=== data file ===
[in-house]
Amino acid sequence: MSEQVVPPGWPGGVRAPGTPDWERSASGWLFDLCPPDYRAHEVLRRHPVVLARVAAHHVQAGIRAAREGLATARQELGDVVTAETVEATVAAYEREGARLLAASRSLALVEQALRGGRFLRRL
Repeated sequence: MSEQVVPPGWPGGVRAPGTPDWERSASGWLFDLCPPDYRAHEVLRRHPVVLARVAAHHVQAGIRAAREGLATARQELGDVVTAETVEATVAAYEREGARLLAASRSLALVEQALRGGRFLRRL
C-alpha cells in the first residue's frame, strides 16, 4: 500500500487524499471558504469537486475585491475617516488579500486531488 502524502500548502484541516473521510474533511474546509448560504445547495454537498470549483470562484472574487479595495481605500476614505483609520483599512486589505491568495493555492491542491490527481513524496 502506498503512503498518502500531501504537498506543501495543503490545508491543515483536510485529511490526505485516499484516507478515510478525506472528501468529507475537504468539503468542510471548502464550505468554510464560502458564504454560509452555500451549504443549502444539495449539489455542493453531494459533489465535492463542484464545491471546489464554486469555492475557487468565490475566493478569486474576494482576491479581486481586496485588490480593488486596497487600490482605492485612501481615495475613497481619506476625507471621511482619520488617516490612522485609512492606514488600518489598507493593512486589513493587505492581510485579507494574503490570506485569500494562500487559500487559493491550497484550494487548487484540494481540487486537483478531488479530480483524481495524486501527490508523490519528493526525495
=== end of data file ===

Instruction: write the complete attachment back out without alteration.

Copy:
[in-house]
Amino acid sequence: MSEQVVPPGWPGGVRAPGTPDWERSASGWLFDLCPPDYRAHEVLRRHPVVLARVAAHHVQAGIRAAREGLATARQELGDVVTAETVEATVAAYEREGARLLAASRSLALVEQALRGGRFLRRL
Repeated sequence: MSEQVVPPGWPGGVRAPGTPDWERSASGWLFDLCPPDYRAHEVLRRHPVVLARVAAHHVQAGIRAAREGLATARQELGDVVTAETVEATVAAYEREGARLLAASRSLALVEQALRGGRFLRRL
C-alpha cells in the first residue's frame, strides 16, 4: 500500500487524499471558504469537486475585491475617516488579500486531488 502524502500548502484541516473521510474533511474546509448560504445547495454537498470549483470562484472574487479595495481605500476614505483609520483599512486589505491568495493555492491542491490527481513524496 502506498503512503498518502500531501504537498506543501495543503490545508491543515483536510485529511490526505485516499484516507478515510478525506472528501468529507475537504468539503468542510471548502464550505468554510464560502458564504454560509452555500451549504443549502444539495449539489455542493453531494459533489465535492463542484464545491471546489464554486469555492475557487468565490475566493478569486474576494482576491479581486481586496485588490480593488486596497487600490482605492485612501481615495475613497481619506476625507471621511482619520488617516490612522485609512492606514488600518489598507493593512486589513493587505492581510485579507494574503490570506485569500494562500487559500487559493491550497484550494487548487484540494481540487486537483478531488479530480483524481495524486501527490508523490519528493526525495